Arizona Laws and Incentives
Listed below are the summaries of all current Arizona laws, incentives, regulations, funding opportunities, and other initiatives related to alternative fuels and vehicles, advanced technologies, or air quality. You can go directly to summaries of:
Alternative Fuel Vehicle (AFV) Parking Incentive
An individual driving a dedicated AFV may park without penalty in parking areas that are designated for carpool operators, provided the vehicle is using alternative fuel. Recognized alternative fuels include propane, natural gas, electricity, hydrogen, and a blend of hydrogen with propane or natural gas. (Reference Arizona Revised Statutes 1-215 and 28-877)
High Occupancy Vehicle (HOV) Lane Exemption
The Arizona Department of Transportation (ADOT) allows qualified alternative fuel vehicles (AFV) with an AFV license plate to use HOV lanes, regardless of the number of occupants. Qualified AFVS are defined as vehicles powered exclusively by electricity, propane, natural gas, hydrogen, or a blend of hydrogen with propane or natural gas. Qualified AFVs must not be capable of operating on any other fuel type. This exemption expires September 20, 2025. For more information about vehicle eligibility and HOV access, visit the ADOT AFV website. (Reference Arizona Revised Statutes 1-215 28-2416)
Reduced Alternative Fuel Vehicle (AFV) License Tax
The vehicle license tax for an AFV registered in Arizona is $4 for every $100 in assessed value. The minimum amount of the annual AFV license tax is $5. AFV assessed values are determined as follows:
- AFVs registered prior to January 1, 2022: 1% of the manufacturer’s suggested retail price (MSRP)
- AFVs initially registered between January 1, 2022 and December 31, 2022: 20% of the MSRP.
For the purpose of this tax, AFVs include those powered exclusively by propane, natural gas, electricity, hydrogen, or a blend of hydrogen with propane or natural gas. For more information, see the ADOT AFV website. The reduced alternative fuel vehicle license tax does not apply to any vehicle purchased on or after December 31, 2022.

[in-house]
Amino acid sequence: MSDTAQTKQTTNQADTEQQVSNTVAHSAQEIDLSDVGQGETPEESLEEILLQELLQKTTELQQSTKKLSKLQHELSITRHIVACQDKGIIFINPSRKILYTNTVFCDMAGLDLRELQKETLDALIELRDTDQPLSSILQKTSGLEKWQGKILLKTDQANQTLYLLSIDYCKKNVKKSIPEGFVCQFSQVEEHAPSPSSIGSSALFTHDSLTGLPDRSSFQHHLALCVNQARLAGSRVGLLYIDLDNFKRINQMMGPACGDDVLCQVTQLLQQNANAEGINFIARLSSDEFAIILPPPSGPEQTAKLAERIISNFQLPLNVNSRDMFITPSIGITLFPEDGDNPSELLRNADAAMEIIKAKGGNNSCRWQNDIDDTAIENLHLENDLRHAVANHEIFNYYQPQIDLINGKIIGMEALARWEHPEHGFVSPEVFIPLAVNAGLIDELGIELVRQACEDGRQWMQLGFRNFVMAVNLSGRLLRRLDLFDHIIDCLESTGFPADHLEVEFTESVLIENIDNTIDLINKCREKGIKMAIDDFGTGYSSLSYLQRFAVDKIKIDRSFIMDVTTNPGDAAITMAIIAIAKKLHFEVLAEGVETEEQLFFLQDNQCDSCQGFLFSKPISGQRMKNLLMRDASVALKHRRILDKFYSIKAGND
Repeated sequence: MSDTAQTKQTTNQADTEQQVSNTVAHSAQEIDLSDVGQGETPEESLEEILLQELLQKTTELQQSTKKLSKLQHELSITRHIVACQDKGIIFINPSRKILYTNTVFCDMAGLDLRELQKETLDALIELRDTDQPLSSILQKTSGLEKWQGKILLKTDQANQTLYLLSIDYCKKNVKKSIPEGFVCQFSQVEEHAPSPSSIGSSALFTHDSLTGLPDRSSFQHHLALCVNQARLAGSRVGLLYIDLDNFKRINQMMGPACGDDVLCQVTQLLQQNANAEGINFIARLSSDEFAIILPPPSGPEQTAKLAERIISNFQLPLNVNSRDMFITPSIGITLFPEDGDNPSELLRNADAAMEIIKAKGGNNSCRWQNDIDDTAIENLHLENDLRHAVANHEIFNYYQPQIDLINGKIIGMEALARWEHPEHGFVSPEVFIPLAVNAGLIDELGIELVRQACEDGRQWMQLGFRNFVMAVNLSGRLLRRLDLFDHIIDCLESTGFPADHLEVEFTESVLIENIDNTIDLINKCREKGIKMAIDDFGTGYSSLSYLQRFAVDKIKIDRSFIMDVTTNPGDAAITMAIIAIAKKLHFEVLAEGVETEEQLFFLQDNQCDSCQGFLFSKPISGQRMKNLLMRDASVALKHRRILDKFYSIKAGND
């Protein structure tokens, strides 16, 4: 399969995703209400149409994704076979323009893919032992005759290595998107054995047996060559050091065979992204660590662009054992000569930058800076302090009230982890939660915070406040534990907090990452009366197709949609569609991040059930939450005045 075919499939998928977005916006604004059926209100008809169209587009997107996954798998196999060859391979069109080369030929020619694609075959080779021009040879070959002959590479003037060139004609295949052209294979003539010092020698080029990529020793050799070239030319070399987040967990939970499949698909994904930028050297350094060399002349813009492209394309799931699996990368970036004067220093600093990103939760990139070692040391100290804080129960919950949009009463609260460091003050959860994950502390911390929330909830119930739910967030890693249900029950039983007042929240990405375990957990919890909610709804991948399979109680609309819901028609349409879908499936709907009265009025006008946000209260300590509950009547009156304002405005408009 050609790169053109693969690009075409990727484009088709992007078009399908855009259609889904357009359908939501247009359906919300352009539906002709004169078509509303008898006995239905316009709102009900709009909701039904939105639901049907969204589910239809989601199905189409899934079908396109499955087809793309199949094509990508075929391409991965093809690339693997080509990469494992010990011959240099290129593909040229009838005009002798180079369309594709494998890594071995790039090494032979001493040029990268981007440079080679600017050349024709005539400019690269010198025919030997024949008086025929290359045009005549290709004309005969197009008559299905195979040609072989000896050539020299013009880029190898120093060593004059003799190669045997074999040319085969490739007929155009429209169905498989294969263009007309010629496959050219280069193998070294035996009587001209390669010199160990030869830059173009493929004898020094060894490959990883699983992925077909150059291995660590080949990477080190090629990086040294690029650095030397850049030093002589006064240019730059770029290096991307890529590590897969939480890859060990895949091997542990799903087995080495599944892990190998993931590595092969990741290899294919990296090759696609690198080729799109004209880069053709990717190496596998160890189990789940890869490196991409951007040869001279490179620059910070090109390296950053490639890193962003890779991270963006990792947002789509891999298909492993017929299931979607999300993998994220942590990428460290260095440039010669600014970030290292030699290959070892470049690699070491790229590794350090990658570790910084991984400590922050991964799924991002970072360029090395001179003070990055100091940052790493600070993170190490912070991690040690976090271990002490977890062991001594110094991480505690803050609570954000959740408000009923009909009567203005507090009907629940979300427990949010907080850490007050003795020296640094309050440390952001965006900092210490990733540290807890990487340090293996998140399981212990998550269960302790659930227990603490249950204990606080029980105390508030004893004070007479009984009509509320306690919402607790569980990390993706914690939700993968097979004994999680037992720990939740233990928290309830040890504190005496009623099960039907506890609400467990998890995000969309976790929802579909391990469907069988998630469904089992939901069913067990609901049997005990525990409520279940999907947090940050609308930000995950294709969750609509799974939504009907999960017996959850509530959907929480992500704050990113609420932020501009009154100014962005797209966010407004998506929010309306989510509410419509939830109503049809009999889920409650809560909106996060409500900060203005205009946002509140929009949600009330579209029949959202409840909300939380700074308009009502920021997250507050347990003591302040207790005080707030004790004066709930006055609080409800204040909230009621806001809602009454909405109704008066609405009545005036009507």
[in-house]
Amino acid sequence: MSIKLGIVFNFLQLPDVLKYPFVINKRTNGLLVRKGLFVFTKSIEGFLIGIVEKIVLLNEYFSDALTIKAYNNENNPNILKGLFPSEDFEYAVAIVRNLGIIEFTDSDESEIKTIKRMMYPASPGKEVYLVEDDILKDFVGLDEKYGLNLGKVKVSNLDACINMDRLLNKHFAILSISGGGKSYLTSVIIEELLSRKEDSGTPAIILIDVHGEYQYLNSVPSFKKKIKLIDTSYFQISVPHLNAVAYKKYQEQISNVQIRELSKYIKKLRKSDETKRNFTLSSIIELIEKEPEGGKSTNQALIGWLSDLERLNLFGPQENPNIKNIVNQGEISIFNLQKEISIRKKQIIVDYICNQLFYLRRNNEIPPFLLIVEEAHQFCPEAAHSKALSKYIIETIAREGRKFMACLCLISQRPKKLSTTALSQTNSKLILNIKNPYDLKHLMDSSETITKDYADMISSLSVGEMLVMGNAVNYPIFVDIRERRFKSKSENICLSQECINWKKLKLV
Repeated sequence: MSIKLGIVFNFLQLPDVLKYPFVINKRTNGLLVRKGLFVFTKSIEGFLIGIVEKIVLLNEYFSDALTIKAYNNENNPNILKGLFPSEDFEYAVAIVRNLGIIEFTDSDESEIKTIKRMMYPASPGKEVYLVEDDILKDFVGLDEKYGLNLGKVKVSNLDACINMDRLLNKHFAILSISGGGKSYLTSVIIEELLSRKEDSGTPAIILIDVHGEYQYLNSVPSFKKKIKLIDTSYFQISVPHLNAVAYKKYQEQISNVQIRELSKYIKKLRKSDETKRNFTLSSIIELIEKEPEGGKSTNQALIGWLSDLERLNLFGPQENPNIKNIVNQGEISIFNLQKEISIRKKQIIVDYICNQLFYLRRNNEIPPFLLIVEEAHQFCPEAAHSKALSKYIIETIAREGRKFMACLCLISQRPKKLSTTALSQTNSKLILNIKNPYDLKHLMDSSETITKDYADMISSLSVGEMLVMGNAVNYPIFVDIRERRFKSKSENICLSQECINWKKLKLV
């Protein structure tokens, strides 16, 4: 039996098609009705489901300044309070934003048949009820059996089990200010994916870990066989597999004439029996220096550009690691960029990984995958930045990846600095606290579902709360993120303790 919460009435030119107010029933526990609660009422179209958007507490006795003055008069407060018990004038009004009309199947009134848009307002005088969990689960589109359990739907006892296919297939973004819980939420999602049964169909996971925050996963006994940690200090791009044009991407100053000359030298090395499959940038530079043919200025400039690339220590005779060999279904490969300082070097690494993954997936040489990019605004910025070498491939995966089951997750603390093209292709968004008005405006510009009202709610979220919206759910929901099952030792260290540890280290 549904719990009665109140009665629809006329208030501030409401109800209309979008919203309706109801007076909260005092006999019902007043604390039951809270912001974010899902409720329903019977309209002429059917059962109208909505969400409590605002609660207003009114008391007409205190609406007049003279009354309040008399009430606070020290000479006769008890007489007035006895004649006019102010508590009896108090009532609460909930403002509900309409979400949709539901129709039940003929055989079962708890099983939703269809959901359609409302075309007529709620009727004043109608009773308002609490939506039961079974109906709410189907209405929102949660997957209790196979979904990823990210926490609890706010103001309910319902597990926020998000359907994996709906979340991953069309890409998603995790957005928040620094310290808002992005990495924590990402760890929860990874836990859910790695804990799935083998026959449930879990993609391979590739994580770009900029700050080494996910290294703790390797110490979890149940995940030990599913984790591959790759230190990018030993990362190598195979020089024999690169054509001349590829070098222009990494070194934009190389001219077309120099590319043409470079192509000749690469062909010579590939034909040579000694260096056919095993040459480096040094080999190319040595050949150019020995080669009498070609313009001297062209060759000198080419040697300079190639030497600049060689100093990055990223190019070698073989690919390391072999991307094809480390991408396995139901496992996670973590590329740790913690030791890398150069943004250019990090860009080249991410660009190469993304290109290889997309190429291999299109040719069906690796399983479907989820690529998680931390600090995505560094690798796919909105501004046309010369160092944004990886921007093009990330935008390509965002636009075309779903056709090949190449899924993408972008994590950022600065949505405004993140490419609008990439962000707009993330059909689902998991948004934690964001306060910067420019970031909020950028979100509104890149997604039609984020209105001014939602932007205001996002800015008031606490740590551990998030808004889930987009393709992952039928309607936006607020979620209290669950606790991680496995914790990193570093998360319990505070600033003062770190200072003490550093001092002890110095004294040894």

(Reference Arizona Revised Statutes 1-215, 28-5801, 28-5805)
Alternative Fuel and Alternative Fuel Vehicle (AFV) Use Tax Exemption
Arizona use taxes do not apply to natural gas or propane used in an AFV, AFVs converted to operate on alternative fuels, or the equipment used to convert a diesel vehicle to an AFV. Recognized alternative fuels include propane, natural gas, electricity, hydrogen, and a blend of hydrogen with propane or natural gas. (Reference Arizona Revised Statutes 42-5159)
Idle Reduction and Alternative Fuel Vehicle Weight Exemption
A heavy-duty vehicle that is equipped with qualified idle reduction technology may exceed the state's gross, total axle, or bridge formula vehicle weight limits by up to 550 pounds (lbs.) to accommodate the weight of the idle reduction technology. To qualify for the exemption, the vehicle operator must also be able to prove the weight of the idle reduction technology and demonstrate that the technology is fully functional. Any vehicles fueled by natural gas, electricity, or hydrogen may exceed the limits by up to 2,000 lbs. (Reference Senate Bill1291, 2021 and Arizona Revised Statutes 28-1100)
Alternative Fuel Vehicle (AFV) Emissions Test Exemption
Qualified AFVs registered for the first time in Arizona are not required to complete emissions testing. This exemption does not apply after the first registration year. All AFVs, excluding electric, solar, and hydrogen vehicles, used to commute into Phoenix or Tucson, are required to be emissions tested before they are registered. For more information, visit the Arizona Department of Environmental Quality website. (Reference Arizona Revised Statutes 49-542 and 49-542.05)
Electric Vehicle Supply Equipment (EVSE) Pilot Program - Arizona Public Service Company (APS)
APS offers free EVSE, installation, maintenance, and educational services to its workplace, fleet, and multi-unit dwelling customers through the Take Charge AZ pilot program. For more information, including eligibility, see the Reference Take Charge AZ website.
Plug-In Electric Vehicle (PEV) Rebate - Salt River Project (SRP)
SRP offers residential customers a $1,000 rebate for the purchase or lease of a PEV. For more information, including how to apply, see the SRP Drive Electric website.
Plug-in Electric Vehicle (PEV) Time-Of-Use (TOU) Rate - Salt River Project (SRP)
SRP offers a TOU rate for residential customers that own or lease a PEV. The TOU rate applies to daily super off-peak hours and additional off-peak hours on weekends, holidays, and some weekday hours. Eligible customers must be able to separately meter EV charger usage. For more information, including how to enroll, see the SRP Electric Vehicle Price Plan website.
Electric Vehicle Supply Equipment (EVSE) Rebate - Salt River Project (SRP)
SRP offers a rebate of $1,500 per port for commercial, workplace, and multifamily customers who install networked Level 2 EVSE. EVSE must be installed between May 1, 2021, and April 30, 2022. To receive a rebate, customers must apply on or before July 31, 2022. Applicants may receive a maximum of 50 rebates per program year. Funds will be awarded on a first-come, first-served basis. For more information, including how to apply, see the SRP Business EV Charger Rebate website.